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Dan Straily details experience playing for, being released by Marlins

Straily was the most reliable member of a thin Marlins starting rotation for two seasons. Then the day before beginning a third campaign, he was abruptly cut in a cost-saving move.

MLB: Washington Nationals at Miami Marlins Steve Mitchell-USA TODAY Sports

Dan Straily’s tenure with the Marlins will never be remembered fondly by the average fan. Having already invested in Edinson Vólquez and Jeff Locke to fortify the starting rotation in the aftermath of José Fernández’s tragic death, the team identified Straily as the final piece coming off a solid 2016 season with the Reds. Though he was affordable from a salary perspective, the Fish were required to surrender prospect depth from an already-thin farm system, headlined by Luis Castillo. The hard-throwing right-hander debuted midway through 2017 and quickly emerged as a more effective player than the veteran he’d just been traded for.

That being said, Straily’s impact in Miami—on and off the field—was undoubtedly a positive one. From 2017-2018, he led all Marlins pitchers with 269 strikeouts and 2.1 Wins Above Replacement (per FanGraphs). He willingly offered pitching and lifestyle tips to younger pitchers in the organization.

Then, the day prior to Opening Day 2019, with no advance notice and all other major league jobs essentially filled, the Marlins released him.

On two recent episodes of The Journeyman Podcast (titled The Journeyman: Part 13 and The Journeyman: Part 14), Straily candidly reflected on all of it.

Miami Marlins v Arizona Diamondbacks Photo by Jennifer Stewart/Getty Images

The then-28-year-old describes the news of being traded to the Fish as “a wrench in our system.” Moving into Little Havana with his wife, Amanda, was “a little overwhelming” considering their limited Spanish vocabulary. Understandably, “it was a tough clubhouse to walk into because there were two groups—those guys who had to experience [José’s death] first hand and us new guys,” he says.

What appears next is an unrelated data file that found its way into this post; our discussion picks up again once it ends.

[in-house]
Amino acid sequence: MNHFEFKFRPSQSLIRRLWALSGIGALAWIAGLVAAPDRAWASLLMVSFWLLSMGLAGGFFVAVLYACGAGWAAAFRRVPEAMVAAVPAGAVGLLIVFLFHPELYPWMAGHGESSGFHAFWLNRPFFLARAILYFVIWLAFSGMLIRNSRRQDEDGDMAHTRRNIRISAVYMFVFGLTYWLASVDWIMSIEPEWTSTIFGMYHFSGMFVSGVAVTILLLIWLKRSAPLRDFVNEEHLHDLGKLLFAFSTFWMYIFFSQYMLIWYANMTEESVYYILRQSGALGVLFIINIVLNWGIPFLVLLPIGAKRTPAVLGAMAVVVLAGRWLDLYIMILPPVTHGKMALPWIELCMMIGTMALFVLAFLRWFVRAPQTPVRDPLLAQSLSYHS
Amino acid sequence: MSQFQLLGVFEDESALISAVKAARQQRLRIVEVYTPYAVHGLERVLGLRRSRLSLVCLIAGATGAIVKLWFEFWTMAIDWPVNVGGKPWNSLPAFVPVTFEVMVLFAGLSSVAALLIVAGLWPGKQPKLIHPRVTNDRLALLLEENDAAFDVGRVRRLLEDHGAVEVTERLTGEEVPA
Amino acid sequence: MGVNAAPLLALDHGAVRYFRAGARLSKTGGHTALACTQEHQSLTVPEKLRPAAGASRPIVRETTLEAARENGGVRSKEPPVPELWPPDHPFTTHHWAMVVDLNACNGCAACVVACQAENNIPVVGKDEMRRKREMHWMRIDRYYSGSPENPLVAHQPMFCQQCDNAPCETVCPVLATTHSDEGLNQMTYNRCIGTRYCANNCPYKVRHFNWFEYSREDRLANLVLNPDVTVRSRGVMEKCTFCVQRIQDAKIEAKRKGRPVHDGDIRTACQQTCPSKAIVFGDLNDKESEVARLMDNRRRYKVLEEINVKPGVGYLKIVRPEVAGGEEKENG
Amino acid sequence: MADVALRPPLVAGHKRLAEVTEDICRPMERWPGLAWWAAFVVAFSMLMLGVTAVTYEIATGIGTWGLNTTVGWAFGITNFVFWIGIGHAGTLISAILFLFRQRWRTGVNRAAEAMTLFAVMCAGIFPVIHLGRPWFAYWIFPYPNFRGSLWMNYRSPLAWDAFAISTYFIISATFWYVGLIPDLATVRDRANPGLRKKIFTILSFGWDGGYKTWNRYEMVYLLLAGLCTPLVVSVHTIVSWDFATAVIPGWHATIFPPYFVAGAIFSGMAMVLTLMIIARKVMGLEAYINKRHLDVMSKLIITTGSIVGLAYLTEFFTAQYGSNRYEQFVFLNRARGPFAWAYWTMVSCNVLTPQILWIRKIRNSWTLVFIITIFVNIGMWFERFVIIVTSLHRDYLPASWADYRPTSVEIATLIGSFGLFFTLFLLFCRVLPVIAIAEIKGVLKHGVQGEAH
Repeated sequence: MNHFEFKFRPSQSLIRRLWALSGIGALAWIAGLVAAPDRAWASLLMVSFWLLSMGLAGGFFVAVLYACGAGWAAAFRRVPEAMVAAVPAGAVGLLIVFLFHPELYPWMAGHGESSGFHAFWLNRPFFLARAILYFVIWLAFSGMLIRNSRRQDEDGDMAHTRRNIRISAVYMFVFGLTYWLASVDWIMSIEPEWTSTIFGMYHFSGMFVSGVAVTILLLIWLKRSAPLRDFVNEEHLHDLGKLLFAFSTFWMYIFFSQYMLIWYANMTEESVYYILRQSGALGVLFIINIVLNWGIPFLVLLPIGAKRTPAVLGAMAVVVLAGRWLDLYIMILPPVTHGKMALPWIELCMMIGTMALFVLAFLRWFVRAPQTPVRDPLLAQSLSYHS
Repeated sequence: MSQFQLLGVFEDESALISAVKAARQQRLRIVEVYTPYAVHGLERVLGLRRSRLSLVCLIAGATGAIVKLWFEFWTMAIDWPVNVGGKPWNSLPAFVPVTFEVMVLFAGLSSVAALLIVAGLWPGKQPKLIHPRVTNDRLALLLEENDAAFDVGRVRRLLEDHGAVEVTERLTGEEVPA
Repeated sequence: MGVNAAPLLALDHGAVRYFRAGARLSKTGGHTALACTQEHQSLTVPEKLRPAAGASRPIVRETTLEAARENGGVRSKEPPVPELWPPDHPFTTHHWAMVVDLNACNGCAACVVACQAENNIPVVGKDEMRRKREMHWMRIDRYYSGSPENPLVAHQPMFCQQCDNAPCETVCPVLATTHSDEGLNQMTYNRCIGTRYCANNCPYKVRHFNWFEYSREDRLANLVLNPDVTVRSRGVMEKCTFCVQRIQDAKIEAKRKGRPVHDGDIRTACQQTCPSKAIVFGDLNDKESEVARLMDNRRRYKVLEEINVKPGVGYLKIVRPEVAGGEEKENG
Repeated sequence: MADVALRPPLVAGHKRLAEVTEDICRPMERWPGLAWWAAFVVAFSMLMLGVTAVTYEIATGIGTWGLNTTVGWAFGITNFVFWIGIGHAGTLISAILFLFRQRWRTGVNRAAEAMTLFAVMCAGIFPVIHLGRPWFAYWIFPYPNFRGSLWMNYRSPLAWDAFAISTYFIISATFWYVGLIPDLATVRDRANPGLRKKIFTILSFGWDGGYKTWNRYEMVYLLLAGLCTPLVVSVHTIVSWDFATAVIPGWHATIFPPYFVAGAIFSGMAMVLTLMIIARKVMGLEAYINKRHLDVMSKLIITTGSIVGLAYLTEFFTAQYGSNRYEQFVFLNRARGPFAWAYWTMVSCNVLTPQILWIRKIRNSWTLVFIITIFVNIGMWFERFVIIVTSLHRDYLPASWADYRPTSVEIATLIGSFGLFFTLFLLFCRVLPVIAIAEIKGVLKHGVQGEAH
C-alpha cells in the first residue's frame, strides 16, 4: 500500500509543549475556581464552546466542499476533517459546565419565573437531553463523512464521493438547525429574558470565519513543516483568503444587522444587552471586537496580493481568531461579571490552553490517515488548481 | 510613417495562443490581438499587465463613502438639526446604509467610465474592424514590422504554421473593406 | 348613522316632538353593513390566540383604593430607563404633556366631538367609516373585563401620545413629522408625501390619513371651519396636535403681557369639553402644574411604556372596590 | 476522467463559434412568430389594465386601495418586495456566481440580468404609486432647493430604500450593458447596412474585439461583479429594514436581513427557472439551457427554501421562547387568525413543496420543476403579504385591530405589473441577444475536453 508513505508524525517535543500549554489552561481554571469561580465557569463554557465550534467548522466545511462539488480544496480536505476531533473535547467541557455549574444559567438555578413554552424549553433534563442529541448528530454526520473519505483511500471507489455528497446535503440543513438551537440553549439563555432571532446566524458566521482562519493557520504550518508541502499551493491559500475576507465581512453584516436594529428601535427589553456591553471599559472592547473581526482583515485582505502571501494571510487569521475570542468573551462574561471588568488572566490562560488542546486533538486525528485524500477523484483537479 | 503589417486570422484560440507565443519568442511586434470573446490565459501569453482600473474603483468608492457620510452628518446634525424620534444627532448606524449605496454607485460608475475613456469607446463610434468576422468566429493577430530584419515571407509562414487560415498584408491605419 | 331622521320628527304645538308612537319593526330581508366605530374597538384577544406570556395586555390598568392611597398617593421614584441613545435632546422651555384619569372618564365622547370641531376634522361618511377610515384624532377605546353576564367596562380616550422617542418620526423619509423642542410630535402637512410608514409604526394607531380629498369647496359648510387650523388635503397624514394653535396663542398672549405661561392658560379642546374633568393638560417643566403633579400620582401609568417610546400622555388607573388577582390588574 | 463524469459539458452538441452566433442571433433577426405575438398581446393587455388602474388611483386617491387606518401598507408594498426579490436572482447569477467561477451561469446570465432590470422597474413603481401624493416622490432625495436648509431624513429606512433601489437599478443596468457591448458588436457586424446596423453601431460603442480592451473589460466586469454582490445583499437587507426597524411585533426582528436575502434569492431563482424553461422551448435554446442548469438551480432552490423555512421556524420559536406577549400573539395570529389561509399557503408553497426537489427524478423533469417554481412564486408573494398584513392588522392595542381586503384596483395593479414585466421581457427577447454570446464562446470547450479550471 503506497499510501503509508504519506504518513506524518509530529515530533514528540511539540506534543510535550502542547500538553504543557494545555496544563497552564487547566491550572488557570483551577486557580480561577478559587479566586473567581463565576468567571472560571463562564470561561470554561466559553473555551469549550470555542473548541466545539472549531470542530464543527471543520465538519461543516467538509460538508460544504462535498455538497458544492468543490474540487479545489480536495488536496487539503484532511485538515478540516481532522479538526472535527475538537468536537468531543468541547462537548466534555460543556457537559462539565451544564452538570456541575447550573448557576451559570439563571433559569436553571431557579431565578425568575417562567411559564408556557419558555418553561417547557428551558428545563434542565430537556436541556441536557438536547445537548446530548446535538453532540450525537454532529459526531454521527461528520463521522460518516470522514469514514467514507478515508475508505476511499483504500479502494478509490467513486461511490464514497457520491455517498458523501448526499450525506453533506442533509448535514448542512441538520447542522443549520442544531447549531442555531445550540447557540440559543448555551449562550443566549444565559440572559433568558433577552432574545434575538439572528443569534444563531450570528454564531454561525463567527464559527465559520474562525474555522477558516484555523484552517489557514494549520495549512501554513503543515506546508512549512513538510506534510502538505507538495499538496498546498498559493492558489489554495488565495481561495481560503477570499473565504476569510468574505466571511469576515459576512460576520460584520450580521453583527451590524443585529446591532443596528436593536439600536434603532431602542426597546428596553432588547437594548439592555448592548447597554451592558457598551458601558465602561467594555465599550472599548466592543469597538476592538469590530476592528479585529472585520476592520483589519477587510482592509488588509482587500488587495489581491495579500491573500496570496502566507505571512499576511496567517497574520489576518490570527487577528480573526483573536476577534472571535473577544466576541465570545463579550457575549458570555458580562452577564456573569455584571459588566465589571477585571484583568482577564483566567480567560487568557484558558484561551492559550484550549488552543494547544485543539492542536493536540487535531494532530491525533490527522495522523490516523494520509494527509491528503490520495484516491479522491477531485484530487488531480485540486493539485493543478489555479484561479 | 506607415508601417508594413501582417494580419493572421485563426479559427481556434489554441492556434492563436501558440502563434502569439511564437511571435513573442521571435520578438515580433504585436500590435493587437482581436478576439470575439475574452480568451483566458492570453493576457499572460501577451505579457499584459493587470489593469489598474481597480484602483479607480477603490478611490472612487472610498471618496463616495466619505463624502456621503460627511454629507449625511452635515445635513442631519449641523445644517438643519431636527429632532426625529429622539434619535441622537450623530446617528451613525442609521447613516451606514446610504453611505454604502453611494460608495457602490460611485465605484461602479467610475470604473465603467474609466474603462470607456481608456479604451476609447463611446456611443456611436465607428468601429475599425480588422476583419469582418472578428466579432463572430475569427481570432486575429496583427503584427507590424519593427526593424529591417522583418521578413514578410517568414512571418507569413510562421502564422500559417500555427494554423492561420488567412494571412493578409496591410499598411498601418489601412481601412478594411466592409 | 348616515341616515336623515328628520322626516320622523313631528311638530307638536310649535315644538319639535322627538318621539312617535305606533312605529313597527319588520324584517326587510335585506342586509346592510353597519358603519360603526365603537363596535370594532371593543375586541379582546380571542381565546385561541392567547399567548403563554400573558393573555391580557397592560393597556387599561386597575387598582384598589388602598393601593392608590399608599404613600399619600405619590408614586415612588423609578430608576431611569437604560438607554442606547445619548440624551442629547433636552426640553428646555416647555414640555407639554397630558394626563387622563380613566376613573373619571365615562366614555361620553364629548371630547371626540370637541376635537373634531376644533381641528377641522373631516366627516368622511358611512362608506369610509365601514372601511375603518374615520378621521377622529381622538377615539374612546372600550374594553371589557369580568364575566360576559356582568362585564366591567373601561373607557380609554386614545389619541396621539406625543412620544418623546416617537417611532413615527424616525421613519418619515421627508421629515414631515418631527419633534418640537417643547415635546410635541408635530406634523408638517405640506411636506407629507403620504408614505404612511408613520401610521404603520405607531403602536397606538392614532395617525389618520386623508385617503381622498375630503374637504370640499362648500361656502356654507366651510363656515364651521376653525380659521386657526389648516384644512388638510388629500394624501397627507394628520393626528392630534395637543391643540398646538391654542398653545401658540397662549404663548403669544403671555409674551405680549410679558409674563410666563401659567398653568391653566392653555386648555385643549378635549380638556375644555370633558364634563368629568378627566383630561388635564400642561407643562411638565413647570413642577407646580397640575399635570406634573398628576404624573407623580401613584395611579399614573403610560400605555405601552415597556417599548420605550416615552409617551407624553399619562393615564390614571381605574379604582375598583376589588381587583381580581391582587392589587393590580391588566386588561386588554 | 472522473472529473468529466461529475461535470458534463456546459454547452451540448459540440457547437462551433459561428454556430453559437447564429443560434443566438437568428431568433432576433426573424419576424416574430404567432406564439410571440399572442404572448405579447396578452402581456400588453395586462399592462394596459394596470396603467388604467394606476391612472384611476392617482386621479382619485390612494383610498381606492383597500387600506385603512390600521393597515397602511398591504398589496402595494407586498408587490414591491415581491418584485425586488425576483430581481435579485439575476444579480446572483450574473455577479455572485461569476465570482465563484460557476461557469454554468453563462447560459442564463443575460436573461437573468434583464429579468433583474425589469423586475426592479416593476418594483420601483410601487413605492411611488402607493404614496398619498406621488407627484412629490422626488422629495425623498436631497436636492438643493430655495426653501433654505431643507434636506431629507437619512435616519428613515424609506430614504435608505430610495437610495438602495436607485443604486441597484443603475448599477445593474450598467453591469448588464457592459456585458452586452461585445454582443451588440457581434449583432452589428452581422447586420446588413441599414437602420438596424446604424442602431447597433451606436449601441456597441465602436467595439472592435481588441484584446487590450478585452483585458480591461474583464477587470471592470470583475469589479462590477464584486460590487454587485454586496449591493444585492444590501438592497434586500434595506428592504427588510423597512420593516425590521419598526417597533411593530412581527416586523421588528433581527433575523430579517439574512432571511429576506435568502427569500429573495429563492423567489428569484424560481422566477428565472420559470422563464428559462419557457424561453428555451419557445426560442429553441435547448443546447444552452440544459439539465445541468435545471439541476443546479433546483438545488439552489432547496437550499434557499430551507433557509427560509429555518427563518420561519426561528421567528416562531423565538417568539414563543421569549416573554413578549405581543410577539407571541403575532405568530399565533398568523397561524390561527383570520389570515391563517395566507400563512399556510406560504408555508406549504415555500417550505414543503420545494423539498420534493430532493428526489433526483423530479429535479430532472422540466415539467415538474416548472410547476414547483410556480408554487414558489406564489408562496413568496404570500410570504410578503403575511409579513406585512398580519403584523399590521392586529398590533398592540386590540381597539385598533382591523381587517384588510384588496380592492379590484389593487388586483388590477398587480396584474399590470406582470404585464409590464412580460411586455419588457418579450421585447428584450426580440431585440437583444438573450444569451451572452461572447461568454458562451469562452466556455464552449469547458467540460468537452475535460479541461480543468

However, “living there really started to change our views and we really started to like Miami,” Straily adds. “We developed a lot of friendships there with families over time. We felt extremely comfortable in Miami...It became home for us.”

Straily’s 2018 season was cut short by a forearm strain on the front end and an oblique injury down the stretch. Though he admits there was a mild reoccurrence of the forearm issue in the spring of 2019 following a deadlifting workout, he returned to full strength for the Grapefruit League. Despite mediocre results in five starts (5.94 ERA, 1.44 WHIP in 16.2 IP), he was the elder statesman on a rebuilding pitching staff. The Marlins gave him every indication that he’d open the season in their rotation.

On the final day of spring training, pitching coach Mel Stottlemyre Jr. told Straily to report to the manager’s office. He thought it was “just a formality” to inform him what day he’d be making his first regular season start.

Inside the office, Straily found Don Mattingly, assistant general manager Brian Chattin and president of baseball operations Michael Hill.

Here’s what happened next from Straily’s perspective:

Don doesn’t say a word. [Hill] says, “Hey Dan, we’re putting you on release waivers.”

I literally looked at him. I said, “What?”

It was just like this—it was just quiet. I’m like, “What? Are you serious?”

He’s like, “yes.”

And I didn’t say a word. They didn’t say a word. We all just sat there.

We talk [on the podcast] this is not personal, and it’s not. It’s a business thing. But these three men I was in the room with were my bosses, yes, but they were also my friends. I spent two years winning games in the trenches with these guys. They were not just the people that were running the team—they were the people I’d interacted with on a daily basis.

I have to respect the one thing I said in that room when I said, “Hey Mike, was this based on what I did this spring or was this about money?”

He said, “it’s not about what you did this spring.”

Straily had been slated to earn $5 million in 2019. The timing of the decision cost him more than three-quarters of that because players during their arbitration years don’t have their salaries fully guaranteed until the regular season begins.

Miguel Rojas was the first teammate that Straily told. Then he called Amanda.

“It was the first time in my entire baseball career that I truly felt like I let my wife down,” Straily says. “It was by far the hardest thing about this whole situation.”

Straily eventually caught on with the Orioles, but performed terribly. The Phillies purchased him prior to 2019 trade deadline and assigned him to their Triple-A affiliate. As of this writing, it’s been 16 months since his last major league appearance.

But don’t rule out a 2021 return to MLB. Straily has spent this season with the Lotte Giants of the Korea Baseball Organization where he leads the league by a wide margin with 147 strikeouts. His 3.11 FIP ranks third among all qualifiers.

Even though Straily’s future podcast episodes are expected to have limited Marlins-related content, I highly recommend subscribing on Apple or wherever you get your pods.